This month I’ve been talking about weight loss,
No surprise there
I always talk about weight loss in some respect
More specifically how weight loss is often the defining factor in a diet’s measure of success.
January and February are always the most popular months for dieting,
There is the post Christmas rush, of course.
Then the Valentine’s day crash diet.
While it’s a good idea to measure your weight every day in order to get a reading on the average weight change over the week, it’s not advisable to use it as the only measure.
Our bodies are 70% water, plus some bone, muscle, internal organs and fat. Thrown together and held in a bag of skin.
As our body fat increases, so does our capacity to hold water internally. When we start to reduce our food intake one of the first things we see drop is body water.
Which is why most people who diet see an almost instant drop in weight during the first few weeks of a diet. This is evidence that the diet is working and even the most extreme, weird diets will see this drop.
This soon abates, however, and after 3-4 weeks the weight loss slows and the feeling of initial happiness goes. Then the reality of the diet sets in.
If that diet is particularly hard to follow, it will be around now that you decide to jack it in.
Any weight loss that you’ve experienced initially may also have come close to your initial targets which then supports your thoughts that:
‘the diet has worked I can come off now’
An obvious issue with this is that if the majority of the weight has been water or food volume reduction then it will very quickly return. Especially if you go back to your previous eating patterns.
“We fall to the levels of our systems” – James Clear, Atomic Habits
I’m a big believer in a slow and steady approach to weight loss which in turn brings more long lasting fat loss. I don’t look to get big, headline grabbing results in a short space of time as such a practice generally is unsustainable for the person doing the diet.
A recent reunion of the biggest loser program had to be scrapped because most of the contestants had gained the weight back again.
The program is a prime example of this. It focuses on the outcome – weight loss, without focussing on building systems to support that long term.
John (not real name) followed the CALORIE method that I teach consistently for months and saw a gradual drop in body weight and also body fat. He built the systems to support that goal and when he went on holiday in July for 2 weeks he was able to enjoy the all you can each, all inclusive element of the deal.
He used the systems to make sensible choices and not binge massively
During this time he did gain some weight, but then when he returned to the UK was able to use the systems to get back into routine and the initial weight loss gained on holiday disappeared in around 10 days. Which then allowed him to continue to make progress.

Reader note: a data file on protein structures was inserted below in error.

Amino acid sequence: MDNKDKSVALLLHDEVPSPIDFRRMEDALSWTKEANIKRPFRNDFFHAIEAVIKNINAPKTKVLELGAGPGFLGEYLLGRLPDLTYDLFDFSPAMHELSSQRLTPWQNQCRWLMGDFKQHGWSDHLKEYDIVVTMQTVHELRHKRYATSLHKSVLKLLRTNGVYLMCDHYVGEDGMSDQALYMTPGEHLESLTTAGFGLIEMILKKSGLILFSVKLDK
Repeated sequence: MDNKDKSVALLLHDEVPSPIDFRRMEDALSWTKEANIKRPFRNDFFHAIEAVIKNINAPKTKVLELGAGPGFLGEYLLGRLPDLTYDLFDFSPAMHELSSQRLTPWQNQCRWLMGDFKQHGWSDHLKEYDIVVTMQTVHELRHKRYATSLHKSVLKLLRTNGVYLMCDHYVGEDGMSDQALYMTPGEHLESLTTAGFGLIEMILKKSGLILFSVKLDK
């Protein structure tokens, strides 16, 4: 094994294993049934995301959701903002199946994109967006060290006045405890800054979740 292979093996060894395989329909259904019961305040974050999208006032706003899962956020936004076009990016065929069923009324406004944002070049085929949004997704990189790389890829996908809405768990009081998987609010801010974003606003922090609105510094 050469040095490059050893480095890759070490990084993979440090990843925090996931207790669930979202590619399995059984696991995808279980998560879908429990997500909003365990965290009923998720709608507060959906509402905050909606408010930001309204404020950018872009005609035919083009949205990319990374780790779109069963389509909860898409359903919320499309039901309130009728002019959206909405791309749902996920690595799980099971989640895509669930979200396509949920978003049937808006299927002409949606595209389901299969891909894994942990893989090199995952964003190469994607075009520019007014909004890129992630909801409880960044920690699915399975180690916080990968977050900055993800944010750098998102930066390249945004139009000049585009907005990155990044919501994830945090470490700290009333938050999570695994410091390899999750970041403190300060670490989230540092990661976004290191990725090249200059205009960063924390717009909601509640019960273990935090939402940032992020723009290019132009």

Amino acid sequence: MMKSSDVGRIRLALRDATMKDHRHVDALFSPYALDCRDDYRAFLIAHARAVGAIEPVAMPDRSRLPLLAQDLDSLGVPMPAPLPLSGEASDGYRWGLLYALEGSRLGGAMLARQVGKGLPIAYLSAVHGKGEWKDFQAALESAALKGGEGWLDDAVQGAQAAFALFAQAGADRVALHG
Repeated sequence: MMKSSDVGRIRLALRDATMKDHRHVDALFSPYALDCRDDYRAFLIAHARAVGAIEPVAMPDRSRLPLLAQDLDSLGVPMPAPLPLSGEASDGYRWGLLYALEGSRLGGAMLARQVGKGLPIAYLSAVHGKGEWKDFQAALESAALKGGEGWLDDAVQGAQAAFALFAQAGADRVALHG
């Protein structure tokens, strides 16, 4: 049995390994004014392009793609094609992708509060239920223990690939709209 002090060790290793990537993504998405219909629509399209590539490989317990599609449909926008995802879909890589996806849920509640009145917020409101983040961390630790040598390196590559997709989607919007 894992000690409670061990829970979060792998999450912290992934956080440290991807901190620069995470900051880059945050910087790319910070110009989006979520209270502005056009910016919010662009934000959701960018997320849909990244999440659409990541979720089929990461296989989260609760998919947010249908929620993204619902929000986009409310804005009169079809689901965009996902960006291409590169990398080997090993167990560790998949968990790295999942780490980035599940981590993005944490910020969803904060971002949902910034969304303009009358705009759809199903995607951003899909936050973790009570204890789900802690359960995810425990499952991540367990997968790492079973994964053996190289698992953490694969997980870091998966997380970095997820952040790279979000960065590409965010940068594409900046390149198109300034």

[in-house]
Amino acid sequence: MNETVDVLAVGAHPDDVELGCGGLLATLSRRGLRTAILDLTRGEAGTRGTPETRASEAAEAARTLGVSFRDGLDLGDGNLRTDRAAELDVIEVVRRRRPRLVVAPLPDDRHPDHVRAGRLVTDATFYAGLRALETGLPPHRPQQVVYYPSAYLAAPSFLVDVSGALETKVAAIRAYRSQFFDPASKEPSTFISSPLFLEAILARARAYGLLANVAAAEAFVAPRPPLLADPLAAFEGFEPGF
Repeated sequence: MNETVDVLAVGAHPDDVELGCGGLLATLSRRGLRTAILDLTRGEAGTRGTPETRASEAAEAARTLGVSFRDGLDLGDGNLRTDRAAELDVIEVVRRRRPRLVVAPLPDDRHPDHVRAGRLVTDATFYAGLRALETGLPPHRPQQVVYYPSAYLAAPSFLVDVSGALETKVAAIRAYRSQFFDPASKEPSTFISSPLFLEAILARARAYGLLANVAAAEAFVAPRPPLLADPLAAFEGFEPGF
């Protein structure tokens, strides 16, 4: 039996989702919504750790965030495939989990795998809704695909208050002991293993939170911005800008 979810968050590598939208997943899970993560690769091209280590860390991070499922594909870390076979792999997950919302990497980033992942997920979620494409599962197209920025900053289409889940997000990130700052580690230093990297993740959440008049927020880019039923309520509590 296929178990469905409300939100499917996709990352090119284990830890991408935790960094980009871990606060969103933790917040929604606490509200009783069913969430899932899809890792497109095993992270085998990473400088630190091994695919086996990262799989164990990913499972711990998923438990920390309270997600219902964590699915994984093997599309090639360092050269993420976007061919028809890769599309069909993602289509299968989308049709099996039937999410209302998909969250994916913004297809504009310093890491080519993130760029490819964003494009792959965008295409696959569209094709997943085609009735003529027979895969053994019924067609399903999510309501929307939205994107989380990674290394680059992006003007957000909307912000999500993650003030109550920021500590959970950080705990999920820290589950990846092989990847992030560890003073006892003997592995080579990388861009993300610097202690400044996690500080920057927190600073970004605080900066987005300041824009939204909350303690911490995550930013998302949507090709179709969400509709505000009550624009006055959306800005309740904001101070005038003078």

John fell to the level of his systems
You may also notice that his weight has fluctuated over the last few months, this is due to his efforts in the gym. He has gained a good amount of muscle and is seeing huge increases in his strength and motivation. As a result his weight loss is slowing down.
But his body composition is improving
He’s gaining more muscle and still losing fat, so ‘weight loss’ isn’t really our primary concern at the moment, increasing his fitness and how he looks is.
All this happened with the slow and steady approach. You wouldn’t recognise him now if you’d last seen him last year. He’s made phenomenal improvements to his health and life. He’s a true systems orientated client.
More importantly, he will NEVER regain his fat weight back again
Because he doesn’t know how to live like that person again. He has changed his mindset to a leaner lifestyle. That lifestyle has changed his behaviour.
Our behaviour is what leads to our end results.
How many people you know talk a good talk about all the changes that they are going to make in their lives.
Yet there they are, 6 months later, still doing the same thing. With a reason why they haven’t done it.
“You can’t talk yourself out of what you behave yourself into” – Stephen Covey
Weight loss – or fat loss specifically is about changing behaviour.
We can do that in the short term with Boot Camps, 6 week shred diets and such like, but that’s not behaviour change.
It’s forced hard labour, it doesn’t change our behaviour, just our actions in the short term.
By assessing WHY we behave in such a way in relation to our food, exercise, habits and so on, allows us to then change those that we don’t want to keep doing.
For example, you may want to change that you eat chocolate as soon as you get home from work but you just can’t. You always talk about changing and you have the intention of doing it but your habits take over once you actually get there.
To change the end result you need to identify the anchors that drive you there. Change the starting stimulus of the habit and you’ll change the end behaviour. More on that in another article.
Build solid systems to support the behaviour that you want.
Then you will only ever fall to those systems and never right back to the start.